Congress worked urgently Thursday to fashion a $1 trillion measure to prop up households and the U.S. economy amid the coronavirus outbreak, starting with a White House proposal to send Americans first-round aid checks—potentially $3,000 for a family of four.
The fast-track effort in an all but shuttered Capitol came as the first two lawmakers tested positive for the COVID-19 virus, others are self-isolating and the usually tradition-bound Congress faced calls to ease rules and allow remote voting.
“The American people need help and they need it fast,” Senate Majority Leader Mitch McConnell says.
Treasury Secretary Steven Mnuchin says the checks would be direct deposited into people’s accounts under the plan President Donald Trump’s administration has proposed to Congress. The payments would be $1,000 per adult and $500 per child so that a family of two parents and two children would receive $3,000, Mnuchin told Fox Business Network. The goal is to get that money out in three weeks, he said.
Keeping paychecks flowing for idled workers as jobless claims skyrocket is a key element of both the Republican and Democratic plans emerging from Congress.
At the same time, caring for the expected surge of sick Americans is a priority. Congress wants to ramp up production of medical supplies and rapidly erect temporary field hospitals under new authorities Trump invoked in the Defense Production Act.
Republicans want to have small businesses send paychecks to workers being forced to stay home—through government loans that would not have to be repaid—to prevent employees being cast aside. They also want to shore up airlines and other industries, but those loans would have to be paid back.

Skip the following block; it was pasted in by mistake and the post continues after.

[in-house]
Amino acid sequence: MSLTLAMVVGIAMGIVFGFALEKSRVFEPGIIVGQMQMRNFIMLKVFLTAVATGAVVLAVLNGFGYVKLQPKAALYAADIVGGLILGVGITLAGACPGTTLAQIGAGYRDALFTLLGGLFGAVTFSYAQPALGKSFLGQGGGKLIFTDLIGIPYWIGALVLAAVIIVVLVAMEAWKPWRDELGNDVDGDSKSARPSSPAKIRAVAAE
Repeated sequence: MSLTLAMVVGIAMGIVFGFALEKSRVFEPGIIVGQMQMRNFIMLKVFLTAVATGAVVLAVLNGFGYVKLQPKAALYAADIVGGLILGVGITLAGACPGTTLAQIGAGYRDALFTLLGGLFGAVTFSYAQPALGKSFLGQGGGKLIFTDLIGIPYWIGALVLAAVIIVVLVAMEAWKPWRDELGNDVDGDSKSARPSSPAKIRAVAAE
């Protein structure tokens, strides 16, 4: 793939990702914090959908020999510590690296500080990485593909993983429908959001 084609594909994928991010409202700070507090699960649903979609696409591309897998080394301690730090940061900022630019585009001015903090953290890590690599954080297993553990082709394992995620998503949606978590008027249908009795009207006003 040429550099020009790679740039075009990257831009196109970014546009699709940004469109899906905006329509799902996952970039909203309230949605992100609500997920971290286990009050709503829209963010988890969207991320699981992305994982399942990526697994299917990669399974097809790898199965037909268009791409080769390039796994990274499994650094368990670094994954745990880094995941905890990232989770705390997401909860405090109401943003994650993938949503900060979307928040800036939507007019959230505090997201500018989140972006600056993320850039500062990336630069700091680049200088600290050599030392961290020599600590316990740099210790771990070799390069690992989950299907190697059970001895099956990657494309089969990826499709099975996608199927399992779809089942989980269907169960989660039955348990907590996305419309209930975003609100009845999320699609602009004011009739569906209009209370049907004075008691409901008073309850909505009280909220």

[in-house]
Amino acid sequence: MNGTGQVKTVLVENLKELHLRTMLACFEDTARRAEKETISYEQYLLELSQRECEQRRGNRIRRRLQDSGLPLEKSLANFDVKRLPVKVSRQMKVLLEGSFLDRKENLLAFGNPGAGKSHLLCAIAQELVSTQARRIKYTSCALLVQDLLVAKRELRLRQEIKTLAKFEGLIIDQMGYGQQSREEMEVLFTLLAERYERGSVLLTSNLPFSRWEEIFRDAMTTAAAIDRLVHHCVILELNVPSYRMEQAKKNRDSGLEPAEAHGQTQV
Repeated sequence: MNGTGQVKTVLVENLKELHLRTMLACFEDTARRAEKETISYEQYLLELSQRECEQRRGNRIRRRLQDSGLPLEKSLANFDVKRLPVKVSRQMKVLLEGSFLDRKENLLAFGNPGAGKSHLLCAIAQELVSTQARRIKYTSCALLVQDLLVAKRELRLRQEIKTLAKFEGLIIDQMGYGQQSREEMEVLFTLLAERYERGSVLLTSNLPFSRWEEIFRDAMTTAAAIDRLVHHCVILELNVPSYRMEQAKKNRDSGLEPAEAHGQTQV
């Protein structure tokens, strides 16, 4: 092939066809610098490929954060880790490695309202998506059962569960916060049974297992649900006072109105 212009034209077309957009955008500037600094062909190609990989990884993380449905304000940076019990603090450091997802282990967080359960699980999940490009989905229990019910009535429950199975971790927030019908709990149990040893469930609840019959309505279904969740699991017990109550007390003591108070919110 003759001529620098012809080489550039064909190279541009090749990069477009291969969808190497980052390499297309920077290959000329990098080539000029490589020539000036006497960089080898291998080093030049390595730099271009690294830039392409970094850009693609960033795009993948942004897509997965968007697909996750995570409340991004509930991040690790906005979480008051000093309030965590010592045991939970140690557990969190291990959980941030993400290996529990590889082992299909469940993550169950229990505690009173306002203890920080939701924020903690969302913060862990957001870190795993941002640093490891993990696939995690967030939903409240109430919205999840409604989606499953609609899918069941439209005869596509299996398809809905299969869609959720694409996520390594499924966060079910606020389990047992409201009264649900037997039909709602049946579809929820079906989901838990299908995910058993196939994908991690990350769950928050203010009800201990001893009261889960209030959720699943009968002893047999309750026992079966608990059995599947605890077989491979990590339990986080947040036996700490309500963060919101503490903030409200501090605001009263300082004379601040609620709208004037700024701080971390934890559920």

Democrats compiling their own priorities in the House and Senate suggest other ways to keep paychecks flowing in what Schumer called “employment insurance”—which he characterized as “unemployment insurance on steroids.” The centerpiece of the White House effort is $500 billion to start issuing direct payments to Americans, starting early next month.
Groups representing hospitals, doctors and nurses are asking Congress for $100 billion to help the health care system respond to the challenge of COVID-19, which could involve providing treatment for tens of thousands of seriously ill people.
The total price tag is sure to grow beyond $1 trillion, lawmakers say.
Trump has already signed into law a $100 billion-plus bill to boost testing for the coronavirus and guarantee paid sick leave for millions of workers hit by it. Earlier, Congress passed and Trump signed an initial $8.3 billion effort. Read the full story from The Associated Press.